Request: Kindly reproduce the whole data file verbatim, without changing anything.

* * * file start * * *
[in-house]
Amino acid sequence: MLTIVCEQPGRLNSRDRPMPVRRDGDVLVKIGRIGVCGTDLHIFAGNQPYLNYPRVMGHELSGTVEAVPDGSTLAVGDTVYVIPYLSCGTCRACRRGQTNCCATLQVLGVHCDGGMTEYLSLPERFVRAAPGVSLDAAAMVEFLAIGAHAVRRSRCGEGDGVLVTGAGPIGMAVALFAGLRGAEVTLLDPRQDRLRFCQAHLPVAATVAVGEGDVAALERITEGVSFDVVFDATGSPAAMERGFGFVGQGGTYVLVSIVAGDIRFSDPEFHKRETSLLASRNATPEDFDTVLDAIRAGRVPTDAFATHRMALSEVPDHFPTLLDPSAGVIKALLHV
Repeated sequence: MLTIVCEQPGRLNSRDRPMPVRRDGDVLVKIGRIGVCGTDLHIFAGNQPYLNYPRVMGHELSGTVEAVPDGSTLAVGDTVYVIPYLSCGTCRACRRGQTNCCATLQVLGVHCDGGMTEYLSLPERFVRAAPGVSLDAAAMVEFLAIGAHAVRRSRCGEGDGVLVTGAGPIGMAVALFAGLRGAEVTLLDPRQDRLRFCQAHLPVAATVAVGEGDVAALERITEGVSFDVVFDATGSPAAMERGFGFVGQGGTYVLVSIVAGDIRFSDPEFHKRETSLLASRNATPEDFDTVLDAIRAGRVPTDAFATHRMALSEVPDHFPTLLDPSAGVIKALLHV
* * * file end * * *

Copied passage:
[in-house]
Amino acid sequence: MLTIVCEQPGRLNSRDRPMPVRRDGDVLVKIGRIGVCGTDLHIFAGNQPYLNYPRVMGHELSGTVEAVPDGSTLAVGDTVYVIPYLSCGTCRACRRGQTNCCATLQVLGVHCDGGMTEYLSLPERFVRAAPGVSLDAAAMVEFLAIGAHAVRRSRCGEGDGVLVTGAGPIGMAVALFAGLRGAEVTLLDPRQDRLRFCQAHLPVAATVAVGEGDVAALERITEGVSFDVVFDATGSPAAMERGFGFVGQGGTYVLVSIVAGDIRFSDPEFHKRETSLLASRNATPEDFDTVLDAIRAGRVPTDAFATHRMALSEVPDHFPTLLDPSAGVIKALLHV
Repeated sequence: MLTIVCEQPGRLNSRDRPMPVRRDGDVLVKIGRIGVCGTDLHIFAGNQPYLNYPRVMGHELSGTVEAVPDGSTLAVGDTVYVIPYLSCGTCRACRRGQTNCCATLQVLGVHCDGGMTEYLSLPERFVRAAPGVSLDAAAMVEFLAIGAHAVRRSRCGEGDGVLVTGAGPIGMAVALFAGLRGAEVTLLDPRQDRLRFCQAHLPVAATVAVGEGDVAALERITEGVSFDVVFDATGSPAAMERGFGFVGQGGTYVLVSIVAGDIRFSDPEFHKRETSLLASRNATPEDFDTVLDAIRAGRVPTDAFATHRMALSEVPDHFPTLLDPSAGVIKALLHV